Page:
Silent suffering: Unmasking the gender pain gap | Bolt Burdon Kemp Silent suffering: Unmasking the gender pain gap | Bolt Burdon Kemp

Find lawyer icon
Find your Lawyer

Free call back
Contact us
Round the clock support
Won't shy away from difficult cases
Committed to swiftly progressing claims

Silent suffering: Unmasking the gender pain gap

It is widely acknowledged the UK has yet to achieve gender parity when it comes to areas such as education, politics, pay and even healthcare. After seeing so many women dismissed in healthcare settings, I wanted to highlight the harm this does to society, not just women, and what is being done about it.

I’ll start in 2022 when Nurofen’s campaign with McCann London, ‘See My Pain’, was launched to delve deeper into the reality of the gender pain gap. They used packaging to share experiences of female pain, finding that women’s pain is poorly understood and disproportionately dismissed compared to men’s pain.

Nurofen’s Gender Pain Gap Index Report demonstrates 50% of women surveyed reported feeling ignored or dismissed by their GP regarding pain, compared with 36% of men. Delays were attributed to healthcare professionals not taking women’s pain seriously. The updated report in 2023 showed the gap widened after 12 months, leading to fewer women seeking help.

Wellbeing of Women supported Nurofen on these issues by commenting that the gender pain gap is influenced by several factors: from the historical lack of medical research into women’s specific pain, the lack of mandatory training for healthcare professionals on women’s conditions and underlying gender biases in society. Nurofen’s public campaign urges action to address clear evidence of unconscious gender bias.

These statistics are clearly shocking but not overly surprising to all of us advocating for improvements in women’s health. At Bolt Burdon Kemp, we see women are far too often dismissed in the healthcare setting. Talking about the gender pain gap can often sound like a feminist issue, but it could amount to one of life and death.

Misdiagnosis, untreated pain, incorrect medicine dosages and delayed treatment can prevent women from working, it affects their social life and makes everyday tasks harder to do. For some women, the mental and physical toll on their health can impact them so much it could have even more serious outcomes, becoming chronic or even fatal.

Nurofen shared real stories from women who have experienced pain dismissal or ignorance. These stories highlight the emotional and physical turmoil caused by having pain overlooked.

Women far too often hear the same rhetoric of “you’re being dramatic”, “maybe you’re stressed”, “it’s all in your head”, “you’re being emotional”.  Nurofen found that one in six women experience severe pain every single day. What if they’re not being dramatic? What if their pain was heard? What if their pain was treated? Then they would have an equal opportunity to men.

The ‘See My Pain’ campaign found that women wait longer for pain diagnoses, even when reporting the same pain as men, with only 47% diagnosed within 11 months compared to 66% of men.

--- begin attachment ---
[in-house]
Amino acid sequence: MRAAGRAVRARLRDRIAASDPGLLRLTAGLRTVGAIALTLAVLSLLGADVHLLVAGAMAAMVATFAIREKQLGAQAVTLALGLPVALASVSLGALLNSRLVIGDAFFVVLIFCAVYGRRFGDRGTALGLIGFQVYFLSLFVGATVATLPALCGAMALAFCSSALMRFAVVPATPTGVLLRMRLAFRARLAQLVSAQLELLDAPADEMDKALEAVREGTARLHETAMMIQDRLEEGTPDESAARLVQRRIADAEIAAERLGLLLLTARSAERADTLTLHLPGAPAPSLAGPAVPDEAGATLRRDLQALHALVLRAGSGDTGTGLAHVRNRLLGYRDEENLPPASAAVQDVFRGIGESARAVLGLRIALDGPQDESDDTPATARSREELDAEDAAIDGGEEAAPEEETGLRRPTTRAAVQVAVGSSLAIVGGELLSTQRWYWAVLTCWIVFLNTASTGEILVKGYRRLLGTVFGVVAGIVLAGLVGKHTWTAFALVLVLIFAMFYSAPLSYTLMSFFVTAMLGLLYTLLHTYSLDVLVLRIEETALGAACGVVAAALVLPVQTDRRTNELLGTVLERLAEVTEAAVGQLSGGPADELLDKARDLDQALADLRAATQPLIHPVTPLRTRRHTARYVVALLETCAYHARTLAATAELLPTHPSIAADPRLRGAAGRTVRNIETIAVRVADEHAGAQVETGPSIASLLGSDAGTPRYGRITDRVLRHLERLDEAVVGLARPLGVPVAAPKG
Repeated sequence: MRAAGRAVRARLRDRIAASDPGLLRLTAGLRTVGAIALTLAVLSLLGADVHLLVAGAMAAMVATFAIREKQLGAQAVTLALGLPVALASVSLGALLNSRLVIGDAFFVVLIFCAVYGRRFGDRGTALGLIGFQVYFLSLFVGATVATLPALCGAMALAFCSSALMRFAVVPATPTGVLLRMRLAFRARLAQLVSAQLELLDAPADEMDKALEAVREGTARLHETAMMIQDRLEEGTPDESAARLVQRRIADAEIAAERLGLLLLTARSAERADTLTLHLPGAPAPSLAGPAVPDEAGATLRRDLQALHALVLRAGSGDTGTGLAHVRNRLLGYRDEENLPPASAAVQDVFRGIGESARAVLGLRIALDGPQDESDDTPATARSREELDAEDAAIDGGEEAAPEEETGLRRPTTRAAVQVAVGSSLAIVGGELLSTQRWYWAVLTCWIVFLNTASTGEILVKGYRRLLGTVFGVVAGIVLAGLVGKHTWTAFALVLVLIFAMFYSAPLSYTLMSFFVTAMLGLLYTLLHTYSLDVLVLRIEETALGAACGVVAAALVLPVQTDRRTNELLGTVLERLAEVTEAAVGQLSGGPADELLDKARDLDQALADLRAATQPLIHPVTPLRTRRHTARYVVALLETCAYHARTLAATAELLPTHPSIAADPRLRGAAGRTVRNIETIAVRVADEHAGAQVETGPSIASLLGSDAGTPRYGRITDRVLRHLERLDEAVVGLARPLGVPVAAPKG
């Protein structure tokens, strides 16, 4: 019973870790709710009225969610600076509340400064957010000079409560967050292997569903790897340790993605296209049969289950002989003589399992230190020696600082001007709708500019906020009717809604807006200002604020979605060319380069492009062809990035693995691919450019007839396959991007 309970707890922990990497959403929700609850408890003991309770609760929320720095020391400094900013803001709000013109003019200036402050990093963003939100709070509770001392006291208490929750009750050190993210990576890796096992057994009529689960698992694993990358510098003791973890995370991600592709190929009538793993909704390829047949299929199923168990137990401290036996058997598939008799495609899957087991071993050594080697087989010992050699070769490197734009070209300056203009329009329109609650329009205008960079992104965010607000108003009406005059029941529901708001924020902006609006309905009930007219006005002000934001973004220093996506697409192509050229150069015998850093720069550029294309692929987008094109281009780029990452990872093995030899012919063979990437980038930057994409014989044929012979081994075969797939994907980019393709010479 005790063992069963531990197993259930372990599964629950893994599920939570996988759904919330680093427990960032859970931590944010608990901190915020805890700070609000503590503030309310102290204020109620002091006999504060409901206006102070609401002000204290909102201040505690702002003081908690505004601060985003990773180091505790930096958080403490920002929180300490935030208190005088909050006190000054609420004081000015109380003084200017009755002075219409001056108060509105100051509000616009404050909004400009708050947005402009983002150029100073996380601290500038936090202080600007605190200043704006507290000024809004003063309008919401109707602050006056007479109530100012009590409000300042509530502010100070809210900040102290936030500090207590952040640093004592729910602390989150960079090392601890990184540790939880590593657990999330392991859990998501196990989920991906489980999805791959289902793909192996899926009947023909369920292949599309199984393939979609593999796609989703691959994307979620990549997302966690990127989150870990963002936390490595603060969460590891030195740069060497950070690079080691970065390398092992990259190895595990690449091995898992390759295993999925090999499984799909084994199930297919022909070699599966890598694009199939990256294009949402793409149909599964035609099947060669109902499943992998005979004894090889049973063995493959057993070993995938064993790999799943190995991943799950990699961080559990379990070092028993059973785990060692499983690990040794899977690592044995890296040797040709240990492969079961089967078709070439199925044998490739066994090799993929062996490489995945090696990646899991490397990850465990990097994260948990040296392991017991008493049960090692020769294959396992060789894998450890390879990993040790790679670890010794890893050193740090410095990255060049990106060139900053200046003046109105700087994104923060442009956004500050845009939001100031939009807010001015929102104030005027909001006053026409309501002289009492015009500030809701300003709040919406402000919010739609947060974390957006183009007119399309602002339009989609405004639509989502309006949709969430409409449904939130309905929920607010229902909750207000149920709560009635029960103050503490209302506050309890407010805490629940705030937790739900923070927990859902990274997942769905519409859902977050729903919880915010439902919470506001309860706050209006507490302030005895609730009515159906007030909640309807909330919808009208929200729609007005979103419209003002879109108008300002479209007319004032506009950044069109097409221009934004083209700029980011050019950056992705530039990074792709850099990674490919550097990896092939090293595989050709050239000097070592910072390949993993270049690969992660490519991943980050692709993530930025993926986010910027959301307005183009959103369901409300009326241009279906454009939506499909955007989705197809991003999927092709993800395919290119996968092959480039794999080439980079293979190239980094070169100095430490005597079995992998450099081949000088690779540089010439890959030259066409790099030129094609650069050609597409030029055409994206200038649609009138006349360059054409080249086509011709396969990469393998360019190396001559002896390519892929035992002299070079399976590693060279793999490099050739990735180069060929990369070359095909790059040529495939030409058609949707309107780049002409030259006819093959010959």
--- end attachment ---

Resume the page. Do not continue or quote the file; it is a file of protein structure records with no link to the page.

The Pain Pass

Aiming to help women get diagnosed and treated sooner, the pain relief brand has introduced the Pain Pass. This is an easy-to-use tool that empowers people to have more effective conversations with their healthcare providers.

The Pain Pass features a calendar for tracking pain and recording symptoms. This helps individuals navigate their pain journey by articulating how they feel and scaling how the pain disrupts their life with confidence. The Pain Pass also outlines a strategy for women to use when facing gender bias, aided by the acronym PASS: Pause the conversation, Ask for clarity, Speak up, Seek another opinion.

Support from Women’s Health Strategy

The women’s health strategy is a comprehensive plan aimed at improving the health and well-being of women over the next decade. The 10-year strategy details the Government’s ambitions and actions to enhance the health and well-being of women and girls in England. It addresses deep-rooted, systemic issues within the health and care system, aiming to close the gender health gap.

The success of the first 12 months of the Nurofen’s campaign is supported by Minister for Women’s Health, Maria Caulfield, as she said “enormous strides” have been taken.

However, the gender gap in the healthcare sector still needs change. Health and Social Care Secretary, Victoria Atkins, explained they are continuing to break historical barriers that prevent women getting the care they need, building greater understanding of women’s healthcare issues and ensuring their voices and choices are listened to.  The women’s health strategy in 2024 involves tackling menstrual problems and menopause, maternity care and birth trauma support.

The scale of the problem is really shocking, and this campaign shouldn’t even exist, but we are glad that it is being spoken about. All pain should be seen, regardless of your gender.

Thank you to Nurofen for raising awareness of this issue and delving deeper into understanding the bias that exists when it comes to men and women’s experiences and treatment of pain.

Some of Our Accreditations

See more of our accreditations

We’re here to help you.

Want to talk to one of our experienced lawyers? We can call when it suits you for a no-obligation, strictly confidential chat.

Your browser is out of date. Please update your browser.

This site (and many others) provides a limited experience on unsupported browsers and not all functionality will work correctly or look its best.